For me, there’s only ever been one place to start in marketing.
It has to be the consumer. The purchaser. Whatever you want to call that. Customer focus. Market orientation. The person who may want to buy what you’re selling.
I'm battle-hardened to all the criticisms:
“People don’t know what they want until they see it.”
“Consumers don’t think how they feel, they don’t say what they think and they don’t do what they say.”
“Steve Jobs never asked the customer.”
I know the debate about Inside-Out vs. Outside-In goes on in many areas.
One of the most famous examples is in acting. The film Marathon Man in 1976 brought together two stars, Dustin Hoffman and Laurence Olivier, from two different schools.
Dustin Hoffman was a method actor. He wanted to inhabit the character he was playing. It was all about finding the emotional truth. He knew his Stanivslaki.
Laurence Olivier was old-school. He created a character from the costume and the make-up, the delivery of the lines. He knew his Shakespeare.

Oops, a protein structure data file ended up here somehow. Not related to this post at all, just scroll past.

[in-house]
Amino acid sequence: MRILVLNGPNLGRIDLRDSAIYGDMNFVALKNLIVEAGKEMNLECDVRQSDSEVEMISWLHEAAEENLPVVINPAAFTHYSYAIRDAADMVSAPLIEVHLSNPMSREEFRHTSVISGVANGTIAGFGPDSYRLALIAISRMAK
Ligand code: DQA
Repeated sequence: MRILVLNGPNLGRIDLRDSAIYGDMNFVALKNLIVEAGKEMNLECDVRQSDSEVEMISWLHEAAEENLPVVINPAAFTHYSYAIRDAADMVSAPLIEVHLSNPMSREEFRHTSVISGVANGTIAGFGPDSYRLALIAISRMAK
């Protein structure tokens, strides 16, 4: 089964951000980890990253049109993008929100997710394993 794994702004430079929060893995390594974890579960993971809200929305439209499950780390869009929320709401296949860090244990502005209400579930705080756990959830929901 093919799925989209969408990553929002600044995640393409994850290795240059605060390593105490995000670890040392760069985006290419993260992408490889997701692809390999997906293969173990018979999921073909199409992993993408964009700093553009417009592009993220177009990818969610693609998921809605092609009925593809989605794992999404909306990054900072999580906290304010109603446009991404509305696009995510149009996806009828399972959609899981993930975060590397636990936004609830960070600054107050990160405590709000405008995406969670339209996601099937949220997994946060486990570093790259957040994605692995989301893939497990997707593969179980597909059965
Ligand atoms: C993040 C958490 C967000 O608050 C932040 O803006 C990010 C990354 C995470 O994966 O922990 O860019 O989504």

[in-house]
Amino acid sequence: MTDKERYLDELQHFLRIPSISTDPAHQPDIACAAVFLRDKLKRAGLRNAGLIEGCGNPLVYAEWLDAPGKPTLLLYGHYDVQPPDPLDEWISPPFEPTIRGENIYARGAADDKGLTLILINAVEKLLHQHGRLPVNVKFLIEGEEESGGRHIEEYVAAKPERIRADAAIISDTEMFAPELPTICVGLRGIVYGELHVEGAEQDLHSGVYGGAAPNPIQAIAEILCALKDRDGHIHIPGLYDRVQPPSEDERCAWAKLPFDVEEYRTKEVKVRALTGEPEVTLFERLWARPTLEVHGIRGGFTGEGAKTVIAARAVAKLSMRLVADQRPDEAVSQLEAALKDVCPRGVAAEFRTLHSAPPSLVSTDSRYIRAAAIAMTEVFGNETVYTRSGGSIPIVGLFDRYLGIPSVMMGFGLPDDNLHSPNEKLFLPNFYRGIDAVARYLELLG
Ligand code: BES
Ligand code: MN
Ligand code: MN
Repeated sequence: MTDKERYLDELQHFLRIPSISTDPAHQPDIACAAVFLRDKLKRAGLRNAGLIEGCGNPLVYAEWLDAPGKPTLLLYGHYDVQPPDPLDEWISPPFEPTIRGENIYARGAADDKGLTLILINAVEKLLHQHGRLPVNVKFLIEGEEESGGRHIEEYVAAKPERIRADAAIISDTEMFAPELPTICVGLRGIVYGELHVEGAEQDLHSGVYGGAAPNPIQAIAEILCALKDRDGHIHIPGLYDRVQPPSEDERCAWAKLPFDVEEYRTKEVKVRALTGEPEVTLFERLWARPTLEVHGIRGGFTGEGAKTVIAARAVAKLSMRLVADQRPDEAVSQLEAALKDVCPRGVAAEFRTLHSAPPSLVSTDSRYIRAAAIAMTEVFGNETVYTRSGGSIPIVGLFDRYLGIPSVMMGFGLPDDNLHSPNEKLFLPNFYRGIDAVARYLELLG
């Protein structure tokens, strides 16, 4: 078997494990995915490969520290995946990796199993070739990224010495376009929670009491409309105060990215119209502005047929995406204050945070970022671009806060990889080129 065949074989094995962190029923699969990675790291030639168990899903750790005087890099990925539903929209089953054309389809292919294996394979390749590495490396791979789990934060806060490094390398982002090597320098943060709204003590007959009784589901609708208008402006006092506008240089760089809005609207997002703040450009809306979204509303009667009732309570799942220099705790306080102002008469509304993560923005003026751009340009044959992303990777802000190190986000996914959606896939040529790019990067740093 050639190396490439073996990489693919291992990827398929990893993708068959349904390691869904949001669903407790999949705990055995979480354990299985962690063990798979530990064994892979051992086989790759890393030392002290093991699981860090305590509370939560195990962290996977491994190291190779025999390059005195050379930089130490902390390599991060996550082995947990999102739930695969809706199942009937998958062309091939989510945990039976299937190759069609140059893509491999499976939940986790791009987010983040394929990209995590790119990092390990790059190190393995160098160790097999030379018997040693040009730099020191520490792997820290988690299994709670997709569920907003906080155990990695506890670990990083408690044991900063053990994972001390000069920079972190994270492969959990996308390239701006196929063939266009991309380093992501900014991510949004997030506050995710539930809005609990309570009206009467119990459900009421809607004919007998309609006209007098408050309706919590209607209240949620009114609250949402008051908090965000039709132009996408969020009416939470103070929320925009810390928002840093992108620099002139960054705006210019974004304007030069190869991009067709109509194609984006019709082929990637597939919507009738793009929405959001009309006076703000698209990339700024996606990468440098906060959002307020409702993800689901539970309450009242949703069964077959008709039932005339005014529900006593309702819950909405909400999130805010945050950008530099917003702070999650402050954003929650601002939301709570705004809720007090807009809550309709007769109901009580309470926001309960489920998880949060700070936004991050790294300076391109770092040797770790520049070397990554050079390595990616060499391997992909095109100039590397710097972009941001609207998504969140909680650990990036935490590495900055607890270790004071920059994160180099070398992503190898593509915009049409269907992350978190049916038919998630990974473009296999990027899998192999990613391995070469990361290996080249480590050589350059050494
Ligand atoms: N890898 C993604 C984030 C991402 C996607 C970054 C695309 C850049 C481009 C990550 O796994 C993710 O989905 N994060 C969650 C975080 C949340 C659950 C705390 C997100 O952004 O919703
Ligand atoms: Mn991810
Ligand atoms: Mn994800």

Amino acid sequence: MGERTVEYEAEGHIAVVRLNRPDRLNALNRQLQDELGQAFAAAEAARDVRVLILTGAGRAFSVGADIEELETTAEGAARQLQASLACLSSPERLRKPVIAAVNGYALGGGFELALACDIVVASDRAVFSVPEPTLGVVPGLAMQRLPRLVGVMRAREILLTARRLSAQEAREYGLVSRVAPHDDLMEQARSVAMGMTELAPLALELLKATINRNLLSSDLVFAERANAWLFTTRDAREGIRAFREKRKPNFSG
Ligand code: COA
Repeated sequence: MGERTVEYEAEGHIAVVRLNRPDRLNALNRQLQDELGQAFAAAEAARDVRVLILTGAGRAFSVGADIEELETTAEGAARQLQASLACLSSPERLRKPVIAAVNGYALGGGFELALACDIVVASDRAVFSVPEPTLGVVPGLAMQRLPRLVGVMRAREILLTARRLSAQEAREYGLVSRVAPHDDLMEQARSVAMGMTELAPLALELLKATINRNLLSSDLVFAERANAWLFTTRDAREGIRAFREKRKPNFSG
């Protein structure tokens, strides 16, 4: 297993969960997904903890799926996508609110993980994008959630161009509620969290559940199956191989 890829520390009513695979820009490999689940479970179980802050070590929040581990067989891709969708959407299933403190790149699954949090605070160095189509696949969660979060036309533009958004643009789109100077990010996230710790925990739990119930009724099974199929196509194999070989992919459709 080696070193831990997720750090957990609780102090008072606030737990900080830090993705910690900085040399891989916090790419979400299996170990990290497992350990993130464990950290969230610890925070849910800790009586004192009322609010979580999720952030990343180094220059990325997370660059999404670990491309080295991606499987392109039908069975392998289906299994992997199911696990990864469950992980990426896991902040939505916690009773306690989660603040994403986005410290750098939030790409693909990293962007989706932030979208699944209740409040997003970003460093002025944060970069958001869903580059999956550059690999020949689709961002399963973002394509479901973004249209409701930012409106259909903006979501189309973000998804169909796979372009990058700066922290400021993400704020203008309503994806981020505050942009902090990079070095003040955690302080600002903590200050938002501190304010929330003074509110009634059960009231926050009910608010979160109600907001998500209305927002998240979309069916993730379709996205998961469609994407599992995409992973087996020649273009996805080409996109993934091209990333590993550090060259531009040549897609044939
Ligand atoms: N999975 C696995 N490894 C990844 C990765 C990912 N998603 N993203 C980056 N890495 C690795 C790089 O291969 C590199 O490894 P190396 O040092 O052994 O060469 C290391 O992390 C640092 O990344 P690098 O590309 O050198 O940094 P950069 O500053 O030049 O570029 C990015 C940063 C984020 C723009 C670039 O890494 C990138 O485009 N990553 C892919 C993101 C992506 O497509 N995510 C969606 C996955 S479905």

In the film, Hoffman played a hunted, tortured innocent. Olivier played a Nazi dentist-come-torturer (“is it safe?”).
The story goes that, when asked how a scene shot the previous day had gone, one in which Hoffman’s character had supposedly stayed up for three days, Hoffman admitted he too had not slept for 72 hours in search of realism. “My dear boy,” replied Olivier, “why don’t you just try acting?”
In business, the debate is different. Outside-In and Inside-Out are both seen as valid strategies to pursue and in many ways they are. There are plenty of examples of success on both sides.
In marketing, everyone says they start with the consumer. But they don’t all mean it, do they?
Is a new food product there to fill people up or production lines?
Does a social purpose meet the needs of the consumer or the marketer?
Is award-winning advertising made for people at home or in Cannes?
Is a new technology launched because people want it or because it exists?
But I’m set now. I know what I think. I’m immune.
So then I start learning about Confirmation Bias.
There’s a great quote in Richard Shotton’s book, The Choice Factory, from a famous stock market investor, Charlie Munger:
“The human mind is a lot like the human egg, in that the human egg has a shut-off device. One sperm gets in, and it shuts down so the next one can’t get in. The human mind has a big tendency of the same sort.”
Maybe that’s me. Maybe the idea of satisfying consumer needs got into my head and I shut down. I kept a window open but the door was locked.
Which means I’m a whole lot more Inside-Out than I think.